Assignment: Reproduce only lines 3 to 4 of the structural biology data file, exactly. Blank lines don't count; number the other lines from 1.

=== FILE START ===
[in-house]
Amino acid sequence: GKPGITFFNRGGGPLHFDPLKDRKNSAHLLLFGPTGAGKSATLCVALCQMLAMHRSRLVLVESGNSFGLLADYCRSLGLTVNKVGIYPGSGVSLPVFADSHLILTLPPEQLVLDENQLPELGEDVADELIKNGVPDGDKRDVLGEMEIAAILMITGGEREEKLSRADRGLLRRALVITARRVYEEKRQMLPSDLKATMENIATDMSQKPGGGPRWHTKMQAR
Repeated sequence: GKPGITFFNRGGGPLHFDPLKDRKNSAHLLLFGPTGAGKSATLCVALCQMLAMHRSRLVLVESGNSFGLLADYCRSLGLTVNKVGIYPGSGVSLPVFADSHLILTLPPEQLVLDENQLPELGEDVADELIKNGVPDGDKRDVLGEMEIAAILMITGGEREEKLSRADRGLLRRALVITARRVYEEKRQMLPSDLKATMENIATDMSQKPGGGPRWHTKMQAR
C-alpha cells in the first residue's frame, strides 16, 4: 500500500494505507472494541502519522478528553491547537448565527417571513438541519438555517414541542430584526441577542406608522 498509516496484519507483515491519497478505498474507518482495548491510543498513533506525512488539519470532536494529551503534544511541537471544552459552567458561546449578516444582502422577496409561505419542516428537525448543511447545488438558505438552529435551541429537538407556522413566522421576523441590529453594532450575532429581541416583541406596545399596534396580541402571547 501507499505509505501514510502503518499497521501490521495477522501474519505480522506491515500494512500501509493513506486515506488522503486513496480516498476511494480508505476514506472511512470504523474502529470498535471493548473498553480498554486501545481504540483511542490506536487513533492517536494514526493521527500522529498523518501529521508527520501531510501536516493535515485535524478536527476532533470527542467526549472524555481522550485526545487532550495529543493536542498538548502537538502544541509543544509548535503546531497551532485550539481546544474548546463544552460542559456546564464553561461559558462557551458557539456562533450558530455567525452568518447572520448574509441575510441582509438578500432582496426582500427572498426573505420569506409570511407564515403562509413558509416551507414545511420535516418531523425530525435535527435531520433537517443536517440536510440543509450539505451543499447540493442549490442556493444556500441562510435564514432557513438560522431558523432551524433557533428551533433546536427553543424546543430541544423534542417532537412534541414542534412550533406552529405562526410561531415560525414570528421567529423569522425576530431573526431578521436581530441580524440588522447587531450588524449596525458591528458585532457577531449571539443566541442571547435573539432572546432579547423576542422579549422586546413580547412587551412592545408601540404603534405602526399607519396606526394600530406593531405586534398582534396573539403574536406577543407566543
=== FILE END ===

Repeated sequence: GKPGITFFNRGGGPLHFDPLKDRKNSAHLLLFGPTGAGKSATLCVALCQMLAMHRSRLVLVESGNSFGLLADYCRSLGLTVNKVGIYPGSGVSLPVFADSHLILTLPPEQLVLDENQLPELGEDVADELIKNGVPDGDKRDVLGEMEIAAILMITGGEREEKLSRADRGLLRRALVITARRVYEEKRQMLPSDLKATMENIATDMSQKPGGGPRWHTKMQAR
C-alpha cells in the first residue's frame, strides 16, 4: 500500500494505507472494541502519522478528553491547537448565527417571513438541519438555517414541542430584526441577542406608522 498509516496484519507483515491519497478505498474507518482495548491510543498513533506525512488539519470532536494529551503534544511541537471544552459552567458561546449578516444582502422577496409561505419542516428537525448543511447545488438558505438552529435551541429537538407556522413566522421576523441590529453594532450575532429581541416583541406596545399596534396580541402571547 501507499505509505501514510502503518499497521501490521495477522501474519505480522506491515500494512500501509493513506486515506488522503486513496480516498476511494480508505476514506472511512470504523474502529470498535471493548473498553480498554486501545481504540483511542490506536487513533492517536494514526493521527500522529498523518501529521508527520501531510501536516493535515485535524478536527476532533470527542467526549472524555481522550485526545487532550495529543493536542498538548502537538502544541509543544509548535503546531497551532485550539481546544474548546463544552460542559456546564464553561461559558462557551458557539456562533450558530455567525452568518447572520448574509441575510441582509438578500432582496426582500427572498426573505420569506409570511407564515403562509413558509416551507414545511420535516418531523425530525435535527435531520433537517443536517440536510440543509450539505451543499447540493442549490442556493444556500441562510435564514432557513438560522431558523432551524433557533428551533433546536427553543424546543430541544423534542417532537412534541414542534412550533406552529405562526410561531415560525414570528421567529423569522425576530431573526431578521436581530441580524440588522447587531450588524449596525458591528458585532457577531449571539443566541442571547435573539432572546432579547423576542422579549422586546413580547412587551412592545408601540404603534405602526399607519396606526394600530406593531405586534398582534396573539403574536406577543407566543